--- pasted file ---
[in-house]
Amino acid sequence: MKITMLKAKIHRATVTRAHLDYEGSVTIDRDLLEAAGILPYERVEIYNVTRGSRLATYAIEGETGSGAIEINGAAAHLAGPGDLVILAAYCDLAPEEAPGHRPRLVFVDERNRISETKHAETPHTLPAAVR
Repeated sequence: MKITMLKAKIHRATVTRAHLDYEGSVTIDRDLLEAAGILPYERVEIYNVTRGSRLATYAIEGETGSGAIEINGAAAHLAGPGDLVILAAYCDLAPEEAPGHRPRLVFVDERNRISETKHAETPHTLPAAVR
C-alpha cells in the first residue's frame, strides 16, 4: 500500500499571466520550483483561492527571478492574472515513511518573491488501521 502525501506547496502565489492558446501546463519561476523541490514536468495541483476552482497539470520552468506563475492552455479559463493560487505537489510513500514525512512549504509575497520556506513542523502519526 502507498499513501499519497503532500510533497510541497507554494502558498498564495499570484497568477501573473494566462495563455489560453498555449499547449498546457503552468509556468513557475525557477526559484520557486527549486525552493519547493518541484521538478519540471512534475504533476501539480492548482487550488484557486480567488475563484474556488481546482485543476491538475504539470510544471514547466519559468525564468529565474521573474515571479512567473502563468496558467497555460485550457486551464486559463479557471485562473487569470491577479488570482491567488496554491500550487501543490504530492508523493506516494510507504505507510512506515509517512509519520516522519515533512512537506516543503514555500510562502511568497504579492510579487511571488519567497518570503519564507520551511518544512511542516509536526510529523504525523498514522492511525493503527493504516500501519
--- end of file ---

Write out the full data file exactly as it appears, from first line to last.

[in-house]
Amino acid sequence: MKITMLKAKIHRATVTRAHLDYEGSVTIDRDLLEAAGILPYERVEIYNVTRGSRLATYAIEGETGSGAIEINGAAAHLAGPGDLVILAAYCDLAPEEAPGHRPRLVFVDERNRISETKHAETPHTLPAAVR
Repeated sequence: MKITMLKAKIHRATVTRAHLDYEGSVTIDRDLLEAAGILPYERVEIYNVTRGSRLATYAIEGETGSGAIEINGAAAHLAGPGDLVILAAYCDLAPEEAPGHRPRLVFVDERNRISETKHAETPHTLPAAVR
C-alpha cells in the first residue's frame, strides 16, 4: 500500500499571466520550483483561492527571478492574472515513511518573491488501521 502525501506547496502565489492558446501546463519561476523541490514536468495541483476552482497539470520552468506563475492552455479559463493560487505537489510513500514525512512549504509575497520556506513542523502519526 502507498499513501499519497503532500510533497510541497507554494502558498498564495499570484497568477501573473494566462495563455489560453498555449499547449498546457503552468509556468513557475525557477526559484520557486527549486525552493519547493518541484521538478519540471512534475504533476501539480492548482487550488484557486480567488475563484474556488481546482485543476491538475504539470510544471514547466519559468525564468529565474521573474515571479512567473502563468496558467497555460485550457486551464486559463479557471485562473487569470491577479488570482491567488496554491500550487501543490504530492508523493506516494510507504505507510512506515509517512509519520516522519515533512512537506516543503514555500510562502511568497504579492510579487511571488519567497518570503519564507520551511518544512511542516509536526510529523504525523498514522492511525493503527493504516500501519